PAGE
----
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Severe Weather Forecast for Suffolk County

The National Weather Service is reporting potential damaging winds and heavy rainfall for July 26.

The National Weather Service has indicated there's a moderate risk for severe thunderstorms on Thursday afternoon and evening, with damaging winds and heavy rainfall as the main threats. Large hail is possible, as well.

There's a high rip current risk that remains in effect until this evening with surf height expected to reach seven feet by this afternoon. Additionally there's a moderate lightning risk for ocean beaches in Nassau, Southwest Suffolk County, Queens and Brooklyn.

Governor Andrew Cuomo recently urged New Yorkers to be prepared.

"I urge all New Yorkers to take caution and pay attention to local radio and television reports for the latest information on the progress of these Summer storms," he said in a statement on Wednesday.

"Proper precautions undertaken now could help ensure the strong winds and heavy rain cause as little damage as possible, and families and individuals are kept safe from harm."

The governor offered the following tips as the storm approaches:

Before the storm hits:

  • Tie down or bring inside lawn furniture, trash cans, tools and hanging plants that could become projectiles during the storm.
  • If you have a basement, then check sump pumps to ensure they're operating and be prepared to use a back-up system.
  • Have a standby generator or alternative source of power available.
  • Check on neighbors, especially the elderly and disabled.

As the storm approaches:

  • Stay inside, away from windows and glass doors.
  • Charge your cell phones and important electronic devices.
  • Stay off roads. If you are traveling, then find safe shelter immediately.

If you must travel, then:

  • Don't attempt to drive over flooded roads - turn around and go another way. Water moving at two miles per hour could sweep cars off a road or bridge.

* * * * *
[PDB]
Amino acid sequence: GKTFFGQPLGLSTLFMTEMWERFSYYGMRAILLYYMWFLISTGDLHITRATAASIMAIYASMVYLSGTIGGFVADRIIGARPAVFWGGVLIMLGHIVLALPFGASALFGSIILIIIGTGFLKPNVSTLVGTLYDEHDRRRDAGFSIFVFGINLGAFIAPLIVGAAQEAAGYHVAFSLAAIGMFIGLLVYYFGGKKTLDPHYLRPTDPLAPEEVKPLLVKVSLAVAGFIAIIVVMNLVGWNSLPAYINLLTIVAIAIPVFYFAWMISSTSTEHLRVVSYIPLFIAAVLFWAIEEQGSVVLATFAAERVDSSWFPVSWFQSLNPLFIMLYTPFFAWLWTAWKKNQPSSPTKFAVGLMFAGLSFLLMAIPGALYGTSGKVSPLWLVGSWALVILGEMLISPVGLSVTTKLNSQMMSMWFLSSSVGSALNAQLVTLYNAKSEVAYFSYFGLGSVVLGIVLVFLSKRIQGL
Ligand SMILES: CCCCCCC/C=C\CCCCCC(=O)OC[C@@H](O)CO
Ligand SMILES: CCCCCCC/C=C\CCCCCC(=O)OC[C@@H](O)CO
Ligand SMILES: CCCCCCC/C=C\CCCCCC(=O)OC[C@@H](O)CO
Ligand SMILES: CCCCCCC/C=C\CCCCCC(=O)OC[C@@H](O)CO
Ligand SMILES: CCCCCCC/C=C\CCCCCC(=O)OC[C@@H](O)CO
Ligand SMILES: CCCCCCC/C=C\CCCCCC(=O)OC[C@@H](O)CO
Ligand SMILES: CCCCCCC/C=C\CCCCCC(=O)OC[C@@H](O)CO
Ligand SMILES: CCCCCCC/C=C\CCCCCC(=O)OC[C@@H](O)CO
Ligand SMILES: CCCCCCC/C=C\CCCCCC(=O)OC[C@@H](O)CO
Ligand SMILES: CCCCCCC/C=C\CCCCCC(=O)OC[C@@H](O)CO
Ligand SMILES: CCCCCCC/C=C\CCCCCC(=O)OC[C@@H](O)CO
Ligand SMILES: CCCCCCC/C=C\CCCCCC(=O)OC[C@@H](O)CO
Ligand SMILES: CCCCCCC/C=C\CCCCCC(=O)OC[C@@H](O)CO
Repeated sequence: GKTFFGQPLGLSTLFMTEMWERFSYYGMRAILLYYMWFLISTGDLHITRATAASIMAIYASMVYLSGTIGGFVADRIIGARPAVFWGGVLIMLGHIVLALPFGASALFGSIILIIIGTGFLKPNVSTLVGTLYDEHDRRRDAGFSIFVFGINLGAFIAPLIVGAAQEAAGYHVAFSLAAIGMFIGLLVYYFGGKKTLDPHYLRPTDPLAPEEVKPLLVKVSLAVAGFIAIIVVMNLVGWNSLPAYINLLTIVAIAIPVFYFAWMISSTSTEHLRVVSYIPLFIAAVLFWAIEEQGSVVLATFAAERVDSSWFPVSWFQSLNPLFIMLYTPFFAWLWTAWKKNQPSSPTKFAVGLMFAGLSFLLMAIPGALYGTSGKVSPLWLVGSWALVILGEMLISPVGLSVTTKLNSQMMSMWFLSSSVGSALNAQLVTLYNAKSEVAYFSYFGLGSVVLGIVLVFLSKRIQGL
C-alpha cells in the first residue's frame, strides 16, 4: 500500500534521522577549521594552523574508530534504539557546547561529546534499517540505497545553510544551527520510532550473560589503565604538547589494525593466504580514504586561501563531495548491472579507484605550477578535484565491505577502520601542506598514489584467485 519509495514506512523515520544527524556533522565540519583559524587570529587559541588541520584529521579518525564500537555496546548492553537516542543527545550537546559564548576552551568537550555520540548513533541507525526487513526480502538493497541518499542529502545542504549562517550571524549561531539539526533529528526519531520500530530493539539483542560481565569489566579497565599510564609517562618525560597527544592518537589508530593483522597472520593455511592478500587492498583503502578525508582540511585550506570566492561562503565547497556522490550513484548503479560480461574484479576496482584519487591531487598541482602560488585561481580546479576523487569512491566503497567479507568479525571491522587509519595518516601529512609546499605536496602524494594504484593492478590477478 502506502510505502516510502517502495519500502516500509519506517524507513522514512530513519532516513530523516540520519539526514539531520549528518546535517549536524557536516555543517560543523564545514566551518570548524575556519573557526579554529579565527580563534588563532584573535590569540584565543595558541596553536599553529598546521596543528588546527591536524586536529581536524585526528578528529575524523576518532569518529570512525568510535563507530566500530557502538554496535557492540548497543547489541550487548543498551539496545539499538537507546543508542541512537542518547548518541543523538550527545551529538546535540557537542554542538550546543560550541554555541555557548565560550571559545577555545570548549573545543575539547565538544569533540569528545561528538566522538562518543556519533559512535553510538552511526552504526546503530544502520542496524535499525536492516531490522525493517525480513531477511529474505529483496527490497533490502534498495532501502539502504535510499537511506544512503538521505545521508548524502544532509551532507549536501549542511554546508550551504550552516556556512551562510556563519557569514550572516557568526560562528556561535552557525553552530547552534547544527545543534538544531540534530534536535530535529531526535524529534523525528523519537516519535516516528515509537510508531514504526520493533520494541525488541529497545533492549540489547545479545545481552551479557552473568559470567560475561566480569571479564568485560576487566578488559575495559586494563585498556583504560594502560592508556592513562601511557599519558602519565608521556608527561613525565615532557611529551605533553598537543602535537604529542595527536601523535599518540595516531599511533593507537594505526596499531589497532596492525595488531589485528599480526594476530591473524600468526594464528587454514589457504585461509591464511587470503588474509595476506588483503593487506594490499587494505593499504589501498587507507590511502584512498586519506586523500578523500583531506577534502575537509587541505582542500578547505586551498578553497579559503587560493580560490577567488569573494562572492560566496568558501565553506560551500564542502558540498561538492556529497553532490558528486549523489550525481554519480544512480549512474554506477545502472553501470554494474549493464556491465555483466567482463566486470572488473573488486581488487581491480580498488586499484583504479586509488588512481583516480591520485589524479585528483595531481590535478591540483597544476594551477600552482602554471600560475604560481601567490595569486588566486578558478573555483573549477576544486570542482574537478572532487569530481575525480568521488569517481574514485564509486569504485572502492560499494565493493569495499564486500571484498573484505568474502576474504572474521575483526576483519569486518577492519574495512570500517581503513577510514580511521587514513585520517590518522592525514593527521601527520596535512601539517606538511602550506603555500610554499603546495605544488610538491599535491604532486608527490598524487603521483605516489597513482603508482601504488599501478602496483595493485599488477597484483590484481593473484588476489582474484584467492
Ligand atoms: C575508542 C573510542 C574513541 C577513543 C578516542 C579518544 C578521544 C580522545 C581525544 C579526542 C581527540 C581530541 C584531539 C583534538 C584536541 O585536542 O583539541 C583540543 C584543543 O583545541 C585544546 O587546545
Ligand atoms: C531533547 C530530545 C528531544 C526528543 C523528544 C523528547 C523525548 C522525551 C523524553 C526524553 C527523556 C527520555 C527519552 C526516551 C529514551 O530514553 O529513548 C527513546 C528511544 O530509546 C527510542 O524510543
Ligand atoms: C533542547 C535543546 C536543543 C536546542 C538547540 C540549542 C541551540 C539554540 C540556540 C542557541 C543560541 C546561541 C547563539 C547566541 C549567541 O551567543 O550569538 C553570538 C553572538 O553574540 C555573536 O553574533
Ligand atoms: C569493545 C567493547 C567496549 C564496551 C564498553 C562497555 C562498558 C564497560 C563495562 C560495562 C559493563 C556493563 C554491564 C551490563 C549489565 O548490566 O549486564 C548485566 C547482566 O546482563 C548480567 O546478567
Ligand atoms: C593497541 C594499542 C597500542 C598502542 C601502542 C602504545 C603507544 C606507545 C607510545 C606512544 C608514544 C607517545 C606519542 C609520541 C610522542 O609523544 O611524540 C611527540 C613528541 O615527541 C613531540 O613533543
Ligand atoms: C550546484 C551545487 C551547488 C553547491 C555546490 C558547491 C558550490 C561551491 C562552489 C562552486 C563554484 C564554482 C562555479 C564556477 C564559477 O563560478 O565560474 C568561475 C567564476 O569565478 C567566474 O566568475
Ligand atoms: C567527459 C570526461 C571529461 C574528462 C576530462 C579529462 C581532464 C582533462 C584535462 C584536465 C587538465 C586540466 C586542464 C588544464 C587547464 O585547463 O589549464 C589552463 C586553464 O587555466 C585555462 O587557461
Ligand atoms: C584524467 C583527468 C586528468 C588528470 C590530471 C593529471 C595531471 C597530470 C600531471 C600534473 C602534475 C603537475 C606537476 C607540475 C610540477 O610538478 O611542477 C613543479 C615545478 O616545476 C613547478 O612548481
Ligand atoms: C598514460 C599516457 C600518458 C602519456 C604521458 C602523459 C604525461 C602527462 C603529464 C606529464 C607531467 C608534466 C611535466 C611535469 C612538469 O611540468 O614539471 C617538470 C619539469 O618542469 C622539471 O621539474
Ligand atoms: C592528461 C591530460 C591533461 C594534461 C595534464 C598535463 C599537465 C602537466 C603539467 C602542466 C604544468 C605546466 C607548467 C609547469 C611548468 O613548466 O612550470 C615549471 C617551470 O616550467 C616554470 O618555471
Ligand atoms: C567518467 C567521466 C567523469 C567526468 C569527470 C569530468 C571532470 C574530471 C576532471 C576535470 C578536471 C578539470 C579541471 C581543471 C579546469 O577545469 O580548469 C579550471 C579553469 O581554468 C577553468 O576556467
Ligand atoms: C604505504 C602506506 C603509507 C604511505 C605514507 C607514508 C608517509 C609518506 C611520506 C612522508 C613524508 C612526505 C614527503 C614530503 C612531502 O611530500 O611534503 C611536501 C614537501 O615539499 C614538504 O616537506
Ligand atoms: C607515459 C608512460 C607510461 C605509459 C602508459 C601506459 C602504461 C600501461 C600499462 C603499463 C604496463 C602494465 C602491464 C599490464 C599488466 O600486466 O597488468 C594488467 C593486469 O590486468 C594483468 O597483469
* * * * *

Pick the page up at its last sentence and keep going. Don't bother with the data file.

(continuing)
• Watch for areas where rivers or streams might suddenly rise and flood, such as highway dips, bridges and low areas.
  • If you're in your car and water begins to rise rapidly around you, then abandon the vehicle immediately.

If you're at home or at work, then:

  • Stay at home unless you've been ordered to leave.
  • Turn refrigerators to maximum cold, and open only when necessary.
  • Turn off utilities if told to do so by authorities.
  • Turn off propane tanks.
  • Unplug major appliances.
  • Fill large containers with water.

If winds become strong, then:

  • Stay away from windows and doors even if they're covered.
  • Close all interior doors.
  • Secure and brace external doors.
  • If you're in a two or multiple-story house, then go to an interior, lower-floor room.
  • Remain indoors during a severe thunder storm. If warned of a tornado, then go to a basement or other low area in your home or business, or in a room with no windows.

If you lose electrical service, then:

  • Call your utility first to determine area repair schedules. Turn off or unplug lights and appliances to prevent a circuit overload when service is restored. Leave one light on to indicate power's been restored.
  • Keep refrigerator and freezer doors closed as much as possible to help reduce food spoilage.
  • If you've space in your refrigerator or freezer, then fill plastic containers with water, leaving an inch of space inside each one. This will help keep food cold.

If you need to use a generator, then:

  • Before installing a generator be sure to properly disconnect from your utility electrical service. If possible, then have your generator installed by a qualified electrician.
  • Run generators outside, downwind of structures. Never run a generator indoors. Deadly carbon monoxide gas from the generator's exhaust could spread throughout enclosed spaces.
  • Fuel spilled on a hot generator could cause an explosion. If your generator has a detachable fuel tank, then remove it before refilling. If this isn't possible, then shut off the generator and let it cool before refilling.
  • Don't exceed the rated capacity of your generator. Most small, home-use portable generators produce 350 to 12,000 watts of power. Overloading your generator could damage it and appliances connected to it, and might cause a fire. Follow the manufacturer's instructions.
  • Keep children away from generators at all times.

Avoid carbon monoxide poisoning:

  • Don't operate generators indoors; the motor emits deadly carbon monoxide gas.
  • Don't use charcoal to cook indoors. It, too, could cause a buildup of carbon monoxide gas.
  • Don't use your gas oven to heat your home - prolonged use of an open oven in a closed house could create carbon monoxide gas.
  • Install a carbon monoxide alarm.

To receive emergency information, subscribe to NY-ALERT, the state’s alert and notification system. Visit www.nyalert.gov. For more information about how to best prepare, visit http://www.nyprepare.gov.

Ryan Daniel July 27, 2012 at 03:55 PM
wow. That's a lot of weather information in one article.

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